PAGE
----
Microsoft’s Windows 10 debuted to positive reviews in July 2015. The new operating system won accolades for being intuitive and user friendly. Microsoft has now announced that all users of its older operating systems who have selected to receive updates will automatically receive the latest operating system next year.
Currently, users of Windows 7 and 8 needed to register to upgrade to Windows 10. The OS will soon be listed as an ‘Optional Update’ by the end of the year and from 2016, it will be a ‘recommended’ update that will automatically install itself if users have enabled automatic updates. Users have the option to opt out of the update but Microsoft strongly discourages it because of the constant risk of internet threats in the connected world. Users can also change the update settings to install critical updates but not recommended ones. Although installation can be avoided, the company is quite determined for everyone to be using Windows 10 in the near future.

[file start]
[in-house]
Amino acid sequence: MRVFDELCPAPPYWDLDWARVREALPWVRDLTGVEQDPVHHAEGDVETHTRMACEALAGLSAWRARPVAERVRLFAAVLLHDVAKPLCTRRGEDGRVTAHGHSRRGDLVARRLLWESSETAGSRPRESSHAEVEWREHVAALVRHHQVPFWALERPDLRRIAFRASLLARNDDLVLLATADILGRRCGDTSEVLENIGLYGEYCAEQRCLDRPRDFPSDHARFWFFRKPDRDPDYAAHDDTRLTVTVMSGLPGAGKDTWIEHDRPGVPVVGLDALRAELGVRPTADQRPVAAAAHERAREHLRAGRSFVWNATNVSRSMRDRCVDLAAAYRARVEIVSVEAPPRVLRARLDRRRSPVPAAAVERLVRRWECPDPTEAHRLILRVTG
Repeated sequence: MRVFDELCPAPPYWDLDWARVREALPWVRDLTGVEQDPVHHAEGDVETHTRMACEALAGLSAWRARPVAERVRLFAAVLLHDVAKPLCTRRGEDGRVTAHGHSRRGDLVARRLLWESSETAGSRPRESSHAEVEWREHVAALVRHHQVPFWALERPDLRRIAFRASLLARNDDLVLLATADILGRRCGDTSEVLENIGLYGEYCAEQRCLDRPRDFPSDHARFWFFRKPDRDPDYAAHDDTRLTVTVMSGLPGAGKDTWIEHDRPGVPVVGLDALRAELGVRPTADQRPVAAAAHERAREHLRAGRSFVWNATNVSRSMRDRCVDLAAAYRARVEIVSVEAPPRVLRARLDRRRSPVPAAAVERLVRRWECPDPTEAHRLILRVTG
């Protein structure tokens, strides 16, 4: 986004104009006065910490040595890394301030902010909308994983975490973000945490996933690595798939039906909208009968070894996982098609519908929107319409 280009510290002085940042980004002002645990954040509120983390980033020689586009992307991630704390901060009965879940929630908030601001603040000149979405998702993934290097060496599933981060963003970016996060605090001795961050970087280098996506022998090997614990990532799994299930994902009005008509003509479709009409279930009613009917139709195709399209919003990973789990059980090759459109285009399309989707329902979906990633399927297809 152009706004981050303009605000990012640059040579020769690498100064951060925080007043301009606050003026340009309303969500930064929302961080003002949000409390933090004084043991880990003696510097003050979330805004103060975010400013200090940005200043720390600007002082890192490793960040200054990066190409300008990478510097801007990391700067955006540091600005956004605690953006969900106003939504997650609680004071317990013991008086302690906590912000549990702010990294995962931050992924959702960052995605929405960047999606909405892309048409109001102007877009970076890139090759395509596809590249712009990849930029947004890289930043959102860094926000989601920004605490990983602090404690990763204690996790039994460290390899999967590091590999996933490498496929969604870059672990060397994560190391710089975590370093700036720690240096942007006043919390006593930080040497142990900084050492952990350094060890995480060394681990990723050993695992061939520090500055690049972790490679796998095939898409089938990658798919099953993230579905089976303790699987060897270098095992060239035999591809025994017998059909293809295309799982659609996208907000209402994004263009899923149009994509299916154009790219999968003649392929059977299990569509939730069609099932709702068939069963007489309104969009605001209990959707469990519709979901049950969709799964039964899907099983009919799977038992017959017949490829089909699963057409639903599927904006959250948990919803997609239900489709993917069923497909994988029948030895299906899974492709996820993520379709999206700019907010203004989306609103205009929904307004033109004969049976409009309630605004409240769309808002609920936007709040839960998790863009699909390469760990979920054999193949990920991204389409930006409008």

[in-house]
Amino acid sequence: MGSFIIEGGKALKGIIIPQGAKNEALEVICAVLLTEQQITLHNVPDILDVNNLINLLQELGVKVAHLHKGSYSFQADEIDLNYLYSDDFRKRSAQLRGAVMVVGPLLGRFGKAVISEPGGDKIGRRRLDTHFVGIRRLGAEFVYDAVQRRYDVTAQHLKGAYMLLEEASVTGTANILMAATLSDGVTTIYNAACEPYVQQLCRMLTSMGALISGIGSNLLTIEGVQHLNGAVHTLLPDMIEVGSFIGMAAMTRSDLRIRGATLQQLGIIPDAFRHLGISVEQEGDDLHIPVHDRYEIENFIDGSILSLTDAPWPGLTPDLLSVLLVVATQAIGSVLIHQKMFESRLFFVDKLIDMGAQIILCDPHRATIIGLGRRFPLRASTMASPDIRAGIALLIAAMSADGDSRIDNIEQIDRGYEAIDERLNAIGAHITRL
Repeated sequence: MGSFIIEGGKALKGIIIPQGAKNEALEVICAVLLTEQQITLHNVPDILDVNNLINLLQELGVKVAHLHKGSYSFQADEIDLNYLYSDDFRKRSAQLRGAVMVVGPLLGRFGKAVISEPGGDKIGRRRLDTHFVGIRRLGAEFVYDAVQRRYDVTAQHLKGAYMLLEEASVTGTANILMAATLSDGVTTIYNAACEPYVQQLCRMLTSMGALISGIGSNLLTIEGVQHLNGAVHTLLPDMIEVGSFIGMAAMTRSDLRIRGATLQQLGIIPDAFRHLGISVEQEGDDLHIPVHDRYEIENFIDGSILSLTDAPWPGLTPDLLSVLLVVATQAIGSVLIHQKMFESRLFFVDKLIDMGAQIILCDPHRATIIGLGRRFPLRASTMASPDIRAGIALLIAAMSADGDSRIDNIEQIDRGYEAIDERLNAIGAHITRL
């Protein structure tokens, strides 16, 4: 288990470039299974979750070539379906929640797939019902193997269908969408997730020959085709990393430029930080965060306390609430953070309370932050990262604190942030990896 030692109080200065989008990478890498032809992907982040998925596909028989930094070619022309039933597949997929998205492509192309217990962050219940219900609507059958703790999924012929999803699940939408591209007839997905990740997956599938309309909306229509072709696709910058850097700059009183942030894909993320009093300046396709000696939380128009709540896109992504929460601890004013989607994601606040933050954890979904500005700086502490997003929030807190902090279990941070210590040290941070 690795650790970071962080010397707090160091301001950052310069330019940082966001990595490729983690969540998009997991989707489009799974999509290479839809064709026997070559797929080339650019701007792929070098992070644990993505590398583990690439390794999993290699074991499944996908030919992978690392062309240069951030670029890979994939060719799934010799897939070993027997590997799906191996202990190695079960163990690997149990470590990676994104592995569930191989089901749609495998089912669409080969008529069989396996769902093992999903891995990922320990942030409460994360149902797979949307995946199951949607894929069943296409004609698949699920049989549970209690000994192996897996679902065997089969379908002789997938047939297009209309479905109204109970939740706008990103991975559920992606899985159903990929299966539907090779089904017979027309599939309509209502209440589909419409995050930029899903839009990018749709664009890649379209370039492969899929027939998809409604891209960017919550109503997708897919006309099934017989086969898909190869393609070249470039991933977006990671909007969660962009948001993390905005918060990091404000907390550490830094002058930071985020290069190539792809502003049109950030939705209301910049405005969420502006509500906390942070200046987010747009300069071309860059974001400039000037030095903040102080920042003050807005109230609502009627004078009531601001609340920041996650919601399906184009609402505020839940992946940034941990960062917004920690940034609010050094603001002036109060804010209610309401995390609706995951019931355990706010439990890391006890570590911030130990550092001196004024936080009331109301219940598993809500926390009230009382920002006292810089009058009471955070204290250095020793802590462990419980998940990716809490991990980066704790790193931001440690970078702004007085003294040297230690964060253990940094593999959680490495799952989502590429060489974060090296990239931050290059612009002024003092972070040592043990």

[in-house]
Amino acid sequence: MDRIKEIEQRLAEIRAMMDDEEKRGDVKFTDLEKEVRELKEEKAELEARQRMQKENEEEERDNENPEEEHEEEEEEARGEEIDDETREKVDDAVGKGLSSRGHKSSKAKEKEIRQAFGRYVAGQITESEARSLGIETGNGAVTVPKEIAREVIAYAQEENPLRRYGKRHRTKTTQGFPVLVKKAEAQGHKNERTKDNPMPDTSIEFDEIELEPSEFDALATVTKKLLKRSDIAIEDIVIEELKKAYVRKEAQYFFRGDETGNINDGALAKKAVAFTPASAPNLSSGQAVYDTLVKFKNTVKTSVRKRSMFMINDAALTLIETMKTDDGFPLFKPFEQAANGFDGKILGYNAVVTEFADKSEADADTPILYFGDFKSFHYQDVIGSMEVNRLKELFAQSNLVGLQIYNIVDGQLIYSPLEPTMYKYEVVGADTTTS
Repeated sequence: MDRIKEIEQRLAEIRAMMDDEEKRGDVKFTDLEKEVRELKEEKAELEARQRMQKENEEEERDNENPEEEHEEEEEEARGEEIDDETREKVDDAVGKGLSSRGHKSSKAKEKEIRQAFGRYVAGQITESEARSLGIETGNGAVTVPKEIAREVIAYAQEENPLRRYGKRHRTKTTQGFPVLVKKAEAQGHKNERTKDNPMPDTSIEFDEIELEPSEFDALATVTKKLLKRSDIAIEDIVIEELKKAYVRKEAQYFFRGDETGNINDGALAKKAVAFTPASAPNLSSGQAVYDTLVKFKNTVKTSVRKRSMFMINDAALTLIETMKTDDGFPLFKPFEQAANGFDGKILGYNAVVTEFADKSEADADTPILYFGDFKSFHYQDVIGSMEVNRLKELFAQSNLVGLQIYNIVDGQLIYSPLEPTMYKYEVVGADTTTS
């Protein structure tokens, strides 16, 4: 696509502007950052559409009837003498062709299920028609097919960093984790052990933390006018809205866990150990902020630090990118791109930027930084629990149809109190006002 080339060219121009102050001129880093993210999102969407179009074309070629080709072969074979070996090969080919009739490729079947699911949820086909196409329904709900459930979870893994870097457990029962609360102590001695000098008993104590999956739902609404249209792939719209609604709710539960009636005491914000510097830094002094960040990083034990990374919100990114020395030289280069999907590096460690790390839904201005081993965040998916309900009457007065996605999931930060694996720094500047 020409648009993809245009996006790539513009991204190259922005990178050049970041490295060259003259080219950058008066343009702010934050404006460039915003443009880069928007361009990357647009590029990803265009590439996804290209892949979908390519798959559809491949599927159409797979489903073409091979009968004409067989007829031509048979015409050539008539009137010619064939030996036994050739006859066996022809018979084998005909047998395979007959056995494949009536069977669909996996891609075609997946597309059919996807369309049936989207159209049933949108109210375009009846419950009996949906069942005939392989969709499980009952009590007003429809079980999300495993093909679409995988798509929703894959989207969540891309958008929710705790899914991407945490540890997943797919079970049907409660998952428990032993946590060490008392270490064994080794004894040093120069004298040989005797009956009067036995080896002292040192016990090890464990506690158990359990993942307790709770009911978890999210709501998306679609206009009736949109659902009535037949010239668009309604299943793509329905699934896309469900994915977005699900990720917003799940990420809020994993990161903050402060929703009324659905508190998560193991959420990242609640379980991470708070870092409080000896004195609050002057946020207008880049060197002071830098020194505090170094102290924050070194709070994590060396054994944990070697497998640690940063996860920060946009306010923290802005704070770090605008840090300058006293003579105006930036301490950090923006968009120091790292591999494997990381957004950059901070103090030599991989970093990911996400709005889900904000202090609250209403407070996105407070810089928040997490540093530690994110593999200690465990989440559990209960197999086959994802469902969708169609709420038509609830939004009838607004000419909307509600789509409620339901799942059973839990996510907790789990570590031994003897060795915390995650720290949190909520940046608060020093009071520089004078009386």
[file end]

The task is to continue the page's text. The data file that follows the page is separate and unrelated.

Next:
The roll-out of reserved updates was initially staggered but, according to Microsoft, now Windows “will automatically kick off the upgrade process once you have made a reservation”. Microsoft says that it will soon publish Windows 10 as an optional update, which isn’t installed by default but which is accessible to all users.
The company also announced that it will shortly update its Windows 10 Media Creation Tool so that the same media image can be used to upgrade any PC, whether it’s running Windows 32-bit or 64-bit, Home or Professional. Microsoft said that “you can use this media to upgrade any number of Genuine PCs, and even do clean install wherever you have a Windows license”.
Microsoft is also keen to get users of “non-genuine” pirated copies of Windows 7 and 8.1 into its legitimate customer base, saying that it will offer a one-click opportunity to get Genuine via the Windows Store or by entering an activation code purchased elsewhere.